Tomorrow is the first day of the first week of no teaching and no prep since September. So tomorrow I will bake a pair of cakes. And I will pack up books for our authors and write our cards for them, and I will pack orders (the MIEL shop closes on Wednesday morning our time/Tuesday night US time) and bike to the post office. And when I get home I will take a long, hot shower without rushing to get ready to go out to teach or work. Tomorrow I will back up my computer for the first time since August (please, computer, don’t fail before tomorrow now). I will write out guidelines for the Dickinson House fellowship jury (applications are open for residencies!). I will read the last of my students’ in-class writing and make notes for each of them. I will let the cats in and out and in and out of the house, and play with the guinea pigs. Tomorrow I will do some accounting and check my bank accounts. I will pay a few bills. I will organize my desk, which now looks out the window where I can see the peach tree’s red branches. Tomorrow I will send some work out, and I will open the brown folder with 1873 in it and lay the pages out and find myself in the novel again. I will make a fire. And later, when J comes home with some very old kitchen cabinets, I will help him put them in the outbuilding and we will plan what a functional printmaking studio might look like, there in the future which is long beyond tomorrow but which tomorrow is still a single step towards.
Already “long ago” according to the labels my brain applies. Early September looks like summer although it wasn’t always warm. Without the time I would like to take to write about memorials, this city, an Italianate building in an imperial park, I will just notice how my eye tended toward red against green (a color combination I love, learned in part from Amélie and in part from Japanese textiles that range a rusty orange/red against a bright spring green: festival!). These photos are all from Sanssouci. Brief impression, like the colors seen when you close your eyes after looking at a light: stillness and movement, but the movement an illusion of the colors together. In the gardens, although people were walking around, I remember it being very very quiet.
In between teaching and planning to teach, the other work comes. With cat on lap and guinea pigs chomping hay, recently with a fire in the fireplace. With rain on the windows sometimes, although not as much as I expected. With banana bread almost every week. With the big lights of barges going down the river outside. It’s not like at some point I’ve learned (for once and for all) that writing is a process/making is a process. Over and over I get frustrated: nothing’s happening. I’m not writing. But in the interstices I am writing. And eventually it adds up to something (a long poem, a manuscript, the novel, an essay).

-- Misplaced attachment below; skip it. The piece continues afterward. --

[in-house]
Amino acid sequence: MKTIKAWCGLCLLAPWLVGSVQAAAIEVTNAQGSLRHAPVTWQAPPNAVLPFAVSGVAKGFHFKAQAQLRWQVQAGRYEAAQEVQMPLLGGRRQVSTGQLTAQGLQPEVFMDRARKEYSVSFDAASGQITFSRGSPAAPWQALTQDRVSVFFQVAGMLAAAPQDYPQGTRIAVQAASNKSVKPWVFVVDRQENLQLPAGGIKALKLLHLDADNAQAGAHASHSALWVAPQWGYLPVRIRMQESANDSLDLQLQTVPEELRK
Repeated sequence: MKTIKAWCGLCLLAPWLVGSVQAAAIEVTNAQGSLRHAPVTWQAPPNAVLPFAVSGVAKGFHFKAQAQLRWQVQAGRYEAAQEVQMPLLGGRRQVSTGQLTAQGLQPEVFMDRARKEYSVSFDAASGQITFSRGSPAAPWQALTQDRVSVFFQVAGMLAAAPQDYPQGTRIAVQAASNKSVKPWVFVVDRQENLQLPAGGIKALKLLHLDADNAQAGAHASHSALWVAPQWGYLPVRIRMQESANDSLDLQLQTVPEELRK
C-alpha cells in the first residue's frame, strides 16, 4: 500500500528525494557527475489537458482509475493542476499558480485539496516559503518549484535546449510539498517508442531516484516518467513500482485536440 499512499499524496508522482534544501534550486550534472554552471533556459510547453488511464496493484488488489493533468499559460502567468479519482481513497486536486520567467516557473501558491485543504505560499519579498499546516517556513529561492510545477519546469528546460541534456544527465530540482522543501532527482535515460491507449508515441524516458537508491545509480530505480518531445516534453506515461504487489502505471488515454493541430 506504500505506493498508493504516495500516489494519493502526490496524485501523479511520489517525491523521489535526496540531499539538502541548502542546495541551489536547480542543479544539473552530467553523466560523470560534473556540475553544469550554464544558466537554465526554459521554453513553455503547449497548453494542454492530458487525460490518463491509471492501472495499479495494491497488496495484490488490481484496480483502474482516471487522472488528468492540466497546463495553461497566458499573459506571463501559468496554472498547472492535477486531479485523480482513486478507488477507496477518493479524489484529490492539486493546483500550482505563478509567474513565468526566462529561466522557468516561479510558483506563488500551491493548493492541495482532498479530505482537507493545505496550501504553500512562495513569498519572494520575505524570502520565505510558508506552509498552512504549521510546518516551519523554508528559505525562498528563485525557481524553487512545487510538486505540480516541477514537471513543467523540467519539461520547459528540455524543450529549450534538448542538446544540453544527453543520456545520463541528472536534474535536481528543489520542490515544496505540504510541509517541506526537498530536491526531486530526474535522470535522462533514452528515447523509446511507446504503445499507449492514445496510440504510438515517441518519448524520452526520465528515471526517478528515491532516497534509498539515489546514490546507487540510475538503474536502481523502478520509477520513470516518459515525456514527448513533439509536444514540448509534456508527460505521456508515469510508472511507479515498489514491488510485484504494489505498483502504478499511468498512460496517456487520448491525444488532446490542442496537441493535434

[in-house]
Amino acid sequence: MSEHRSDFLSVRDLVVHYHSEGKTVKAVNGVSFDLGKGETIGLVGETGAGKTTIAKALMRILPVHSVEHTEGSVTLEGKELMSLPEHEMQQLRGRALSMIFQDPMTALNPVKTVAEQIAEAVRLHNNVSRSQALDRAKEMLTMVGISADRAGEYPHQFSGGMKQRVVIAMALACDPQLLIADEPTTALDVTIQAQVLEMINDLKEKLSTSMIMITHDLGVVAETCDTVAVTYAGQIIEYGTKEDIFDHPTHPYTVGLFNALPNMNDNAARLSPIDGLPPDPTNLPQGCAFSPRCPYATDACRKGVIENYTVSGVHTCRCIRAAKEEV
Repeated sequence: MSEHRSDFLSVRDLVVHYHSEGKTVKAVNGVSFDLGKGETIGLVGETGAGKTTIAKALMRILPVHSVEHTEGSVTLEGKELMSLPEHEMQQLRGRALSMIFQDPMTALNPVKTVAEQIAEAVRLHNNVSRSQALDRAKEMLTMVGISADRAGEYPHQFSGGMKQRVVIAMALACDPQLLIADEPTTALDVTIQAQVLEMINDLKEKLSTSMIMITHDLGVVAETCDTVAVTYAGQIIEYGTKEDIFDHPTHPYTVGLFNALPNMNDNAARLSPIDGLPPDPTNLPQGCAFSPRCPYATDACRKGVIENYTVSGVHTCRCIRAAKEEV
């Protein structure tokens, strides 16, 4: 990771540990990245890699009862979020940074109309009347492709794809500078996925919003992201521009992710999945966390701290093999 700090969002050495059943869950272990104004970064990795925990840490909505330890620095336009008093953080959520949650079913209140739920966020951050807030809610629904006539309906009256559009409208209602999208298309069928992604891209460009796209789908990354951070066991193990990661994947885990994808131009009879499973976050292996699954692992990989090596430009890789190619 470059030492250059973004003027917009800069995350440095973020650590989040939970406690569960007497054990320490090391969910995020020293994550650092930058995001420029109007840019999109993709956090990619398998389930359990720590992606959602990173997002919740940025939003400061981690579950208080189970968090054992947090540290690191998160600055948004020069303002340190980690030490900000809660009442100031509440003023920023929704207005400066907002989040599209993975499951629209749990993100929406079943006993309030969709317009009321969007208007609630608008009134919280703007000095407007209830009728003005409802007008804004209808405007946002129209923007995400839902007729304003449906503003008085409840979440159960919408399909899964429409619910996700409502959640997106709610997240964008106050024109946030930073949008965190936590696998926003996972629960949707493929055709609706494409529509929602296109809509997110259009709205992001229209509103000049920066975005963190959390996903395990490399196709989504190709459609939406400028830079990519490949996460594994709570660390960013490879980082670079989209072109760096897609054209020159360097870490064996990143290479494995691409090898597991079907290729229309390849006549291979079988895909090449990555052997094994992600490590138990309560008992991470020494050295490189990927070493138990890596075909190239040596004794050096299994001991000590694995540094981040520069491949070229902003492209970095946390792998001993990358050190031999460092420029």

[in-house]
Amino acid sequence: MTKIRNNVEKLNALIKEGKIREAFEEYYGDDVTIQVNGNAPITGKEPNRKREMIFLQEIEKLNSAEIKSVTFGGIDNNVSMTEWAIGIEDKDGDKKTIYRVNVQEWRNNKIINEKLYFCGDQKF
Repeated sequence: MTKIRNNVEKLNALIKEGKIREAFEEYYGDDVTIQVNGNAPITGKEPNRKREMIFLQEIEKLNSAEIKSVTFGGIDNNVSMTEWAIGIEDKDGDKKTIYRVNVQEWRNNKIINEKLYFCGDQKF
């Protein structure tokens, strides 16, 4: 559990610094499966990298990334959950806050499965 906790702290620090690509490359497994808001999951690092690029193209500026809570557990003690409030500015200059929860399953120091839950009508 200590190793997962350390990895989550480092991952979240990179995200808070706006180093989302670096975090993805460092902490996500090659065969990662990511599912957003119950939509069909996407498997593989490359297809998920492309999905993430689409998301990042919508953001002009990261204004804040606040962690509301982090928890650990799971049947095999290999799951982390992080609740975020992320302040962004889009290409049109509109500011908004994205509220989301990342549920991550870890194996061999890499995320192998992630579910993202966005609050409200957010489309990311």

Same with the drawings. I thought I wouldn’t get a calendar done this year. I had almost given up. But then I set aside time for it and, with J’s help, went through lots of older drawings to get an idea of what interested me, what I wanted to draw (instead of what I thought other people might like to buy). I wanted to draw weird beings, strange animals, the birdwoman, nice clothes, and Japanese superheroes. So I did. The results are birds & women, a calendar for 2015. You can get a copy in the MIEL shop if you would like (or at our Christmas pop-up shop, which will be open on December 13—email me for information). There are also cards in the shop, and a subscription to MIEL’s 2015 output which is an incredible deal (normally shipping alone would be about the same price as this—which includes shipping).
Flowers on my birthday with Neele and Jonathan (a day where I really did just whatever I wanted and in very good company). The gardens are no longer in as full a state, many more flowers are bent low or simply dying back. Zinnias, marigolds, chrysanthemums, some cosmos, borage, yarrow persist. Lots of heavy fog in the mornings this week, which I like although it makes riding my bike to the bus stop quite chilly. Chai lattes sometimes from powder and sometimes I just steep some cinnamon, cardamom, ginger, and peppercorns with a teabag, then add frothed (i.e. shaken in the jar) milk. Would like to be going slower and writing more, but teaching means the pace is pretty relentless and there is little time to write. Still, slowly working on long poems about the US, train travel, coming of age. Thinking about some essays about music, which I have some beginnings for—but strangely somewhere in my brain I’ve always reserved writing about music and films for men, or just not for me. And of course thinking about 1873, but resigned to the fact that I won’t get back to that until summer: having future-nostalgia for the summer I project, which is (a) warm, (b) full of visiting writers, and (c) an expanse of time in which I can write the rest of this novel. The smaller forms fill in the gaps; most of all, they remind me of what my work is (writing) and what I most value (writing, helping others write, making space for other writers to make their work, making books), even as teaching swells and swells, taking over any available space. Having too little work has never been a problem in my life. This fall certainly continues the pattern.